By allowing ads to appear on this site, you support the local businesses who, in turn, support great local journalism.
Lakeside Middle School students bring historical figures to life
FCN_LivingMuseum_1_051818_web
A local elementary school student looks on as a Lakeside Middle School seventh-grader recites a memorized presentation about the character she is dressed as for Lakeside Middle School’s ninth annual Living Museum event Thursday, May 17, 2018. - photo by Alexander Popp

Studio Forsyth: Historic figures come to life at Lakeside Middle School's annual Living Museum

By: Bradley Wiseman

Lounging comfortably against a table in a dim Lakeside Middle School classroom, a seventh-grade version of Harry Houdini, resplendent in a black suit and shiny metal handcuffs, animatedly told passersby about the magician’s life and accomplishments before reverting back to a frozen statue-like state.

Thursday and Friday morning, in classrooms throughout the upper wing of the school, actors, presidents, athletes, doctors and a myriad of other historical figures like Houdini sat waiting for parents and elementary school students participating in the ninth annual Lakeside Middle School Living Museum event to come and hear about their character.

“The idea is to look at people that have positively impacted America," said Lakeside science teacher Jessica Davis. “They have practiced their speeches, written their speeches and they are preforming them today."

Davis said that between Thursday and Friday more than 400 seventh-grade students will do their best to portray a person from history that they picked out as someone that positively impacted the United States, each student researching their character, making their own costume, preparing a presentation and preforming it for anyone who might be interested.

Sophi Zagarella, the student portraying Houdini, the legendary magician, said that she picked him because he was different from the other people in her time period and seemed like a nice person.

"I thought he was an interesting person," Zagarella said. "He would pay anyone $100 to give him handcuffs he couldn’t escape from, even the local police. And he never had to pay anyone."

Zagarella ended her presentation with a flourishing bow and the words, "The show must go on!"

According to Julie Stephens, special education department chair at Lakeside, what makes this event so special and interesting for the students is that it puts the project in their hands and lets them explore their passion.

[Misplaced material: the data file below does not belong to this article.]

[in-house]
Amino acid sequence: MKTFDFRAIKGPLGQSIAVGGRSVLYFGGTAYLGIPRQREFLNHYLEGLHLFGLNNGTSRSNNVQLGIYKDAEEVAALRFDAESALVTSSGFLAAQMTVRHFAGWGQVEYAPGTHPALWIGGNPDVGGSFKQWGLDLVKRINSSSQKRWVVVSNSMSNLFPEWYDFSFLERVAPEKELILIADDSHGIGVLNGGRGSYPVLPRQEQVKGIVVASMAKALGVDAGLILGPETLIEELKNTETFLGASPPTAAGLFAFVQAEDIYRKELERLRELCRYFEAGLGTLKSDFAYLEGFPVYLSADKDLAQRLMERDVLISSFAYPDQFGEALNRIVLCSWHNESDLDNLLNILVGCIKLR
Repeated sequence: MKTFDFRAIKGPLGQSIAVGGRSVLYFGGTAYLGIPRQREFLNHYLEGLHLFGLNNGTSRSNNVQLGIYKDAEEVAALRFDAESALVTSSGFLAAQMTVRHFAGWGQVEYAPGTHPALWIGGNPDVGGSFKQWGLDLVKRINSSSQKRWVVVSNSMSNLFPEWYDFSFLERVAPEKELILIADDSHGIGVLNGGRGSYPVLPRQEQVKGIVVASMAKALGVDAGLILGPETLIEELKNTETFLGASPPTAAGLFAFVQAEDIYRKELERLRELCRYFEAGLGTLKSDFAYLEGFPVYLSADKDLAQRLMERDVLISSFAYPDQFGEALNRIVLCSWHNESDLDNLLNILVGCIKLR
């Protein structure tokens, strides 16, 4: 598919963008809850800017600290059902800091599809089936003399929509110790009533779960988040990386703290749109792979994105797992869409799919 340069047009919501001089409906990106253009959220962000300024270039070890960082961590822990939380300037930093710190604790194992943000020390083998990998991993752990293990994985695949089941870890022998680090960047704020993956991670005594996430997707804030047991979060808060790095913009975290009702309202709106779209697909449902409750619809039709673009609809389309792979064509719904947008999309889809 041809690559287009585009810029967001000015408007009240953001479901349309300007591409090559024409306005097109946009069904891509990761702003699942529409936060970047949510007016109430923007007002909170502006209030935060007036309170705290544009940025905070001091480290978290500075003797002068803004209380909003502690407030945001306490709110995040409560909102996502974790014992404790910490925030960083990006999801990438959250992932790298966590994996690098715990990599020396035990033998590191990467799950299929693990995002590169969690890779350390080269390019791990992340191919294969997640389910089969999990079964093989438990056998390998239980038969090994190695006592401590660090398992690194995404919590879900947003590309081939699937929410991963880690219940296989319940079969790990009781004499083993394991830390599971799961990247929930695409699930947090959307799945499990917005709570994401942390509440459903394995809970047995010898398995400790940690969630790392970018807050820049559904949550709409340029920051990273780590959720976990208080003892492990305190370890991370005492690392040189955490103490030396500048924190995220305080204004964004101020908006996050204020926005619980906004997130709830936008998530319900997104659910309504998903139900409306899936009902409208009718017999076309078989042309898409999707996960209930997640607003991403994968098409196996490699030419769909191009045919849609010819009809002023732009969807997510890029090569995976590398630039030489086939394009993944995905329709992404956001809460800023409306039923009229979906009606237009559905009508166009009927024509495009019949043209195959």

“What it really does for them is it brings these historical figures to life for them, and they just become so engaged with it,” Stephens said. “Then they pick up all these different interesting facts, so it just solidifies history in their minds. They just love it."

FCN_LivingMuseum_2_051818_web
One of 400 seventh-grade students participating in Lakeside Middle School’s ninth annual Living Museum event presents information about the character she is dressed as to a local elementary school student Thursday, May 17, 2018. - photo by Alexander Popp

Davis said that beyond helping to reinforce history lessons, the project helps students form connections between social studies, language arts and other subjects.

“This is a look at how the connection between language arts science and social studies can build together, and that we are not all separate entities in a classroom,” Davis said.

Davis added that over the course of the two days of presentations, hundreds of fourth- and fifth-grade students from Haw Creek and Mashburn elementary schools came to Lakeside to see the presentations, along with parents and other community members.

 “So it's also a good way to get our community involved, get our parents involved, and to get our elementary feeder schools involved so they can see what the middle school is about," she said.

She said that since the program has been a school tradition for years, many students who presented this year once came to Lakeside as a fourth- or fifth-grader to see presentations.

"I think it's cool because a lot of these kids came over when they were in fifth-grade, so they are excited when we get to it, they are like 'Yeah! We get to do this," Davis said. “They have an idea of what it's all about, they know how much work goes into it, and I think it's progressively gotten better every year."